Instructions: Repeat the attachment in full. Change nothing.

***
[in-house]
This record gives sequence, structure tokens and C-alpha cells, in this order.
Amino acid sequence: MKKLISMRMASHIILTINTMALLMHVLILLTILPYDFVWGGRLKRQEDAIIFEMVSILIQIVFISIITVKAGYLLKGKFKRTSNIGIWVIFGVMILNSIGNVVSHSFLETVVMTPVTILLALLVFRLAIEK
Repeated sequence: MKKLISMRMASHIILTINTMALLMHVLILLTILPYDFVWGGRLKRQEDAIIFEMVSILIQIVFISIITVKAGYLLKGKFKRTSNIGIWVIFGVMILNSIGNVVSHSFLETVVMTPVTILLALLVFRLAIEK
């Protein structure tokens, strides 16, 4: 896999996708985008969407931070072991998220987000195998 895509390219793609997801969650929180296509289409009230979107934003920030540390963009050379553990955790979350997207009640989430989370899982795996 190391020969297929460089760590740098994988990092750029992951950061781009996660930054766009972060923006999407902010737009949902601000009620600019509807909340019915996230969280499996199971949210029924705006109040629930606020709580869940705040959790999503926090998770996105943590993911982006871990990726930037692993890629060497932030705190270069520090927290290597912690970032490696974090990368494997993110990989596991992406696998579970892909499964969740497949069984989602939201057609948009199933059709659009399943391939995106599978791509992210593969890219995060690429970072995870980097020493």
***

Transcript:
[in-house]
This record gives sequence, structure tokens and C-alpha cells, in this order.
Amino acid sequence: MKKLISMRMASHIILTINTMALLMHVLILLTILPYDFVWGGRLKRQEDAIIFEMVSILIQIVFISIITVKAGYLLKGKFKRTSNIGIWVIFGVMILNSIGNVVSHSFLETVVMTPVTILLALLVFRLAIEK
Repeated sequence: MKKLISMRMASHIILTINTMALLMHVLILLTILPYDFVWGGRLKRQEDAIIFEMVSILIQIVFISIITVKAGYLLKGKFKRTSNIGIWVIFGVMILNSIGNVVSHSFLETVVMTPVTILLALLVFRLAIEK
């Protein structure tokens, strides 16, 4: 896999996708985008969407931070072991998220987000195998 895509390219793609997801969650929180296509289409009230979107934003920030540390963009050379553990955790979350997207009640989430989370899982795996 190391020969297929460089760590740098994988990092750029992951950061781009996660930054766009972060923006999407902010737009949902601000009620600019509807909340019915996230969280499996199971949210029924705006109040629930606020709580869940705040959790999503926090998770996105943590993911982006871990990726930037692993890629060497932030705190270069520090927290290597912690970032490696974090990368494997993110990989596991992406696998579970892909499964969740497949069984989602939201057609948009199933059709659009399943391939995106599978791509992210593969890219995060690429970072995870980097020493």